Sharing Indigenous languages: Making the Flint collection open and accessible.

In 1960, Dr Elwyn Flint commenced a long term project known as the Queensland Speech Survey. The Survey included recordings of Indigenous languages spoken by Aboriginal people across the state and languages spoken in the Torres Strait Islands. Over six years, Flint recorded both males and females of all generations in urban, regional and remote communities, including 29 Indigenous communities. His recordings documented between 15 and 20 Indigenous languages, many of which are either no longer spoken or near to being no longer spoken.

To this day, Flint’s Survey constitutes one of the largest and broadest collections of languages spoken in Queensland in the 20th century.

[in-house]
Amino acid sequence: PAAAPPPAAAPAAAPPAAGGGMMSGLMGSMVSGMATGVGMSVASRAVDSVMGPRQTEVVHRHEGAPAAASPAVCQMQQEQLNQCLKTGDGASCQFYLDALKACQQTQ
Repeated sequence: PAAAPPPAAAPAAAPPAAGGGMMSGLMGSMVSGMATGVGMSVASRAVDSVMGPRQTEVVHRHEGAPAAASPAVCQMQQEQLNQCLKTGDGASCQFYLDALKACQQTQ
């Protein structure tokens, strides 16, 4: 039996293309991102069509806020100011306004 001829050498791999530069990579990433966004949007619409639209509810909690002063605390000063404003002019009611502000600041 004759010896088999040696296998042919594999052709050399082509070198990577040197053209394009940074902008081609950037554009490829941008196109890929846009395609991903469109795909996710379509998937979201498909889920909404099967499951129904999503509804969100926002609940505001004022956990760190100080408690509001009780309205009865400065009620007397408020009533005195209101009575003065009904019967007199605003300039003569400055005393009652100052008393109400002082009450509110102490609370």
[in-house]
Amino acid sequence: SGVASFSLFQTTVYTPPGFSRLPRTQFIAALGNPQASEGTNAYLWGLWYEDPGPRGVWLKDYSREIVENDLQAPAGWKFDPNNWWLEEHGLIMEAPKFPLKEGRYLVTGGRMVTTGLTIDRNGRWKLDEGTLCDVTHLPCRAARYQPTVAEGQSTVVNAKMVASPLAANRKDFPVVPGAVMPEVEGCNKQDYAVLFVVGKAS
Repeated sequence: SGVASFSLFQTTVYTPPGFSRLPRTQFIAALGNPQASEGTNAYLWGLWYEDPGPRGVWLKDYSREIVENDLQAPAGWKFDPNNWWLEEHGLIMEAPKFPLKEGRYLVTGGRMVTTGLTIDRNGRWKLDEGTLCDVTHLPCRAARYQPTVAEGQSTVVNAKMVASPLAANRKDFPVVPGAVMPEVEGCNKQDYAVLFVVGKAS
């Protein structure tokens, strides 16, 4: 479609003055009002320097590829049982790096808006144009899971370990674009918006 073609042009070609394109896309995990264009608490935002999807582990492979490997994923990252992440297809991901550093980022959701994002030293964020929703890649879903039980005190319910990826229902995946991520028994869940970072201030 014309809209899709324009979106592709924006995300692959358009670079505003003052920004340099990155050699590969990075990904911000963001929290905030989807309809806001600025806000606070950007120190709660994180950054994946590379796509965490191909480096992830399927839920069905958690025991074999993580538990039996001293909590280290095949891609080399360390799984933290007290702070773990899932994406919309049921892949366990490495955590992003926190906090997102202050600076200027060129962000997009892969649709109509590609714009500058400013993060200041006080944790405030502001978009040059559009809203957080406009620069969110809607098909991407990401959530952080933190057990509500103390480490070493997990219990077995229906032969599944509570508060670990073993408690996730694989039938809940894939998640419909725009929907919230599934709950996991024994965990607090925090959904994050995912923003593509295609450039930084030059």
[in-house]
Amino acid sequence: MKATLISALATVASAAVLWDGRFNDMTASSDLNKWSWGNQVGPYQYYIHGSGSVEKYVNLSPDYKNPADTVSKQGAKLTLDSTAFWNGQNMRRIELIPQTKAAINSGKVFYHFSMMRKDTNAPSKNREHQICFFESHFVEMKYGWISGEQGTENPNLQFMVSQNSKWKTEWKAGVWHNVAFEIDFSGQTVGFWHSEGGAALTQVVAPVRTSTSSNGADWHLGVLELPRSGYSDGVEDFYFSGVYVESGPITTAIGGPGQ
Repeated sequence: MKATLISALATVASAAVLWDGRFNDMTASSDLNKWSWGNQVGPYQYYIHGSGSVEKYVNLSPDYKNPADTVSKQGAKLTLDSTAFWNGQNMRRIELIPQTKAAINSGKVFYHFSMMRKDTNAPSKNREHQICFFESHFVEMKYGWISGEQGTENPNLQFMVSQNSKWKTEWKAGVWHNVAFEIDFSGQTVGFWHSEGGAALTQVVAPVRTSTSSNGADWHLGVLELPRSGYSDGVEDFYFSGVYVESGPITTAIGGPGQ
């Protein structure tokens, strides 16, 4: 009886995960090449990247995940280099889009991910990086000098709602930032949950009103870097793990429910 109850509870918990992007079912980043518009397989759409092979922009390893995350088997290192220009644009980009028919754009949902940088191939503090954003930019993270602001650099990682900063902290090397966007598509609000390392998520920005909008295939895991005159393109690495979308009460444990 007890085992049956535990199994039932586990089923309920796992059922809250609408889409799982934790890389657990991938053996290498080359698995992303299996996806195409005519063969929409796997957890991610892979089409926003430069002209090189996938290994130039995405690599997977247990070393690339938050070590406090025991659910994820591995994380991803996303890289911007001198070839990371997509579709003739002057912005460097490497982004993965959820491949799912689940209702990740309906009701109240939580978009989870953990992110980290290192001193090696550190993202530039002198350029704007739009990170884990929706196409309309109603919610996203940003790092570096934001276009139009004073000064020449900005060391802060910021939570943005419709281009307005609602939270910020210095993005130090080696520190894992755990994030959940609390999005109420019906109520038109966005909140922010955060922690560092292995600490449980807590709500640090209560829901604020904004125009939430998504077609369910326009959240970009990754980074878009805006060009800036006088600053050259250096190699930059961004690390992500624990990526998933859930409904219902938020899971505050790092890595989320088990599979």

Elwyn Flint using recording equipment

Research Impact

The digitisation, metadata creation, and transcription of previously inaccessible material has produced an important new corpus of language material for research, which is discoverable via the Indigenous Voices of Queensland website. This collection provides a strong contribution to the field of comparative linguistics. The identification of digitised phrases from a range of Aboriginal languages allows comparisons of words across languages – something that was not possible before.

Increased Access

Over 2,500 recordings are digitally preserved for future generations and are held in UQ eSpace thanks to the support of Australian National Data Service, QCIF (Queensland Cyber Infrastructure Foundation), UQ Library, and UQ School of Languages and Cultures.

Why not explore this unique collection today!


Last updated:
21 August 2018